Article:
However, other courts have adopted a two-pronged approach by distinguishing the major federal action test from the environmental effects test.19 The two-pronged approach follows the statutory language more closely because the unitary interpretation, in effect, deletes the word "major" from NEPA's action-forcing provision.Also, Congress reasonably could have concluded that a minimal federal relationship with a project simply did not warrant the expenditure of scarce governmental resources for the preparation of an environmental impact statement. Finally, the advisory guidelines established by the Council on Environmental Quality advocate a multi-step analysis.20 Accordingly, the Court concludes that the "major federal action" concept is an independent standard for it to apply.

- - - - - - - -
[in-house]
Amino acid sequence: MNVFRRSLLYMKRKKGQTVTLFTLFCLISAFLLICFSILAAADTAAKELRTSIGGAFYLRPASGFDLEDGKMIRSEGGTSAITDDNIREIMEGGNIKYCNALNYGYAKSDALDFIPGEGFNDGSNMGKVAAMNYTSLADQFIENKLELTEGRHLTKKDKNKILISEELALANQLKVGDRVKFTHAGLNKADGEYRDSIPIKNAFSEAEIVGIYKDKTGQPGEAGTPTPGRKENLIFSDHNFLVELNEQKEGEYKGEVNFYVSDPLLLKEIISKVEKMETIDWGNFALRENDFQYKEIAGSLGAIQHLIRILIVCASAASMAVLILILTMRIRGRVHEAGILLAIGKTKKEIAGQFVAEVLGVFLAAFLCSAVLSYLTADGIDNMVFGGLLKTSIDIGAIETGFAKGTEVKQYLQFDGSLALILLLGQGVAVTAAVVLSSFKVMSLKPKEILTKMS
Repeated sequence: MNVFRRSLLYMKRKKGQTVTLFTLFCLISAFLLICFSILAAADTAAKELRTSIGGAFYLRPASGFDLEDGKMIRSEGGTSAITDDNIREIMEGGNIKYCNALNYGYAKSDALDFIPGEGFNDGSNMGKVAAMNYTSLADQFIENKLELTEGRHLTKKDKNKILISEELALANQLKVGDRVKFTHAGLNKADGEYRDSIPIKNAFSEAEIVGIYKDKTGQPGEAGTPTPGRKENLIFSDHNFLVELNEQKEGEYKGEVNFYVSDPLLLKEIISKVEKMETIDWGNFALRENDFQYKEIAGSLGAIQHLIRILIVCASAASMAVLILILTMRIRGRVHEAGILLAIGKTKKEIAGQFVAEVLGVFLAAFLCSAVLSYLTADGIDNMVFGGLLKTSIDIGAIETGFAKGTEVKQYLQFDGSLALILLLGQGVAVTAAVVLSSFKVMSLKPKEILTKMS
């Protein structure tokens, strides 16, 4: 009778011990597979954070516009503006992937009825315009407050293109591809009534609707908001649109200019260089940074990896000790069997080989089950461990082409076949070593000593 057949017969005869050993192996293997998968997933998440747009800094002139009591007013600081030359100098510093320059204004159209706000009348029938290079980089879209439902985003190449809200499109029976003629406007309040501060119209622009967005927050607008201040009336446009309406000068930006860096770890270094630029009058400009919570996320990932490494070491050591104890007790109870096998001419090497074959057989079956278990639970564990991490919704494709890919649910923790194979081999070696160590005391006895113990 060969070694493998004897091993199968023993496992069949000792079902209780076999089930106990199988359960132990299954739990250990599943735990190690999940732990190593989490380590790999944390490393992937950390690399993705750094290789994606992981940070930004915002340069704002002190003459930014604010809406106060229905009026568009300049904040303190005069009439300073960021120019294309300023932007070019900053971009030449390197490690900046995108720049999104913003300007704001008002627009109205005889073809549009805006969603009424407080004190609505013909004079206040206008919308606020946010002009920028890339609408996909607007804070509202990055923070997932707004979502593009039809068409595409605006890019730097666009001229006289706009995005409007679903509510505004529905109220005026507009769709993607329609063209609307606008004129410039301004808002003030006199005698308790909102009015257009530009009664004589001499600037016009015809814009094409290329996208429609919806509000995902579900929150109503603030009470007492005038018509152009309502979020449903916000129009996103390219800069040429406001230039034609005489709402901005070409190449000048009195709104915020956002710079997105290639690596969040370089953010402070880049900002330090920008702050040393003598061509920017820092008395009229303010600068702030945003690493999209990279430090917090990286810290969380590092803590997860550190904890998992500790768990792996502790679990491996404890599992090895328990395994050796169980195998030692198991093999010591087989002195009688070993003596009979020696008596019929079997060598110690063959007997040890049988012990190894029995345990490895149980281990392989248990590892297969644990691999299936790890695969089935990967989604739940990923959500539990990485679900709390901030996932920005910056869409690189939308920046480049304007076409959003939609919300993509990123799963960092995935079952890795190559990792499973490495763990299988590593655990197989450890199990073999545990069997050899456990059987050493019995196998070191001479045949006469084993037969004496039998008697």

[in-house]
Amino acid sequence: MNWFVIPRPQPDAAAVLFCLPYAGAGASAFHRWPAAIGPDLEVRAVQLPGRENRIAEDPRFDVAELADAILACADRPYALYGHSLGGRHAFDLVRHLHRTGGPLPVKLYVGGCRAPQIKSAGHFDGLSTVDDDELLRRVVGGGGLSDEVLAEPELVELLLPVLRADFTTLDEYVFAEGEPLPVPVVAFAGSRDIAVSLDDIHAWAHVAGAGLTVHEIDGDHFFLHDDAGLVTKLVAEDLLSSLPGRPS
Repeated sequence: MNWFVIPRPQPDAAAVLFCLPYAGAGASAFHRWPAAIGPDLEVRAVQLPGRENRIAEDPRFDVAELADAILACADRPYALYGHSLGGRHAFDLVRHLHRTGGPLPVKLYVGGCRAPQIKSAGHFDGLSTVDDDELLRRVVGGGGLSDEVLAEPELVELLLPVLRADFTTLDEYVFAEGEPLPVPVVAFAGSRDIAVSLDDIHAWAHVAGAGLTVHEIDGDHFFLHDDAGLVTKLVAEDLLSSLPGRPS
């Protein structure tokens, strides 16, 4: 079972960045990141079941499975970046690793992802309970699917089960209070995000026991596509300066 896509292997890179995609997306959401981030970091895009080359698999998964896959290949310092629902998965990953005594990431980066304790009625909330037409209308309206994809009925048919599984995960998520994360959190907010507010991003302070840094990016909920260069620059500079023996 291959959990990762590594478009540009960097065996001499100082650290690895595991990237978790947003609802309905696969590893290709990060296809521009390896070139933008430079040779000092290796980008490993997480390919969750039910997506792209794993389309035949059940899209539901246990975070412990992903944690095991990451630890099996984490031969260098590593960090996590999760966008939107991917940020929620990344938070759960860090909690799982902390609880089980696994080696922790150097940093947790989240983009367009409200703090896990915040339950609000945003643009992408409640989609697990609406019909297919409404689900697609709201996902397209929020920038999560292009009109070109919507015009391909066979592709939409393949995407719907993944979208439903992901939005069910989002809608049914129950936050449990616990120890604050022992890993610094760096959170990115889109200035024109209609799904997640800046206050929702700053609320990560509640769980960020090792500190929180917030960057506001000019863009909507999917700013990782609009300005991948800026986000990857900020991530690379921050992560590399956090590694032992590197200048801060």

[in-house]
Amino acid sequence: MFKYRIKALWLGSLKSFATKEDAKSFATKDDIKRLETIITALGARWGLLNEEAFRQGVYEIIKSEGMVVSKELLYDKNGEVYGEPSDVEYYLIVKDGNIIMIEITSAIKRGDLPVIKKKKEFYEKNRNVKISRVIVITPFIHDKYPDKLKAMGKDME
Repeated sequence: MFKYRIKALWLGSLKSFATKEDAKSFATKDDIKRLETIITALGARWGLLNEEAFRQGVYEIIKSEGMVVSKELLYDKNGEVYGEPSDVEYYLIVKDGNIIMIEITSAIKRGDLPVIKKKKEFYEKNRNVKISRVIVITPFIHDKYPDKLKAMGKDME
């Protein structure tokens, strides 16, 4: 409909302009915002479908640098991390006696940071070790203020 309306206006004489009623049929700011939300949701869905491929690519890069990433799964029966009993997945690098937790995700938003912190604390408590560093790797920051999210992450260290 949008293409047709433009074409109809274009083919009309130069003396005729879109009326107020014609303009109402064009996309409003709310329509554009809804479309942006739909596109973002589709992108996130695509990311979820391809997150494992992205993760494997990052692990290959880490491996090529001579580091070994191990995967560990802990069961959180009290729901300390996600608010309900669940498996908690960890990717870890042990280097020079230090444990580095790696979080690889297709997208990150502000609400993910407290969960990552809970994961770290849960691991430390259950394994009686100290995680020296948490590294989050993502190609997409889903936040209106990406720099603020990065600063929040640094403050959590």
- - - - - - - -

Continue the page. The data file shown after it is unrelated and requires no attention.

Although it is clear that the Secretary's decision not to prepare an environmental impact statement is reviewable,21 the appropriate standard of review for the administrative decision has not been fixed. Some courts have applied the "arbitrary and capricious" test22 while others have adopted a broader "reasonableness" standard23 for reviewing negative decisions.24 Part of the problem stems from the question of whether the negative decision is a matter of law or a matter of fact. Also, the existence of a two-pronged test complicates the issue. Although the environmental effects prong can be seen as involving a certain amount of agency discretion, the major federal action aspect comes closer to a question of law. The federal action is known; whether it is "major" is an issue that courts are properly equipped to resolve without the amount of deference to the agency that the arbitrary and capricious standard requires. Furthermore, close judicial scrutiny, enhanced by the broader reasonableness standard, reduces the opportunity for agencies to thwart the Congressional directives embodied in NEPA. In sum, the Secretary's decision refusing to prepare an environmental impact statement on Plan Omega will be reviewed under the "reasonableness" standard.25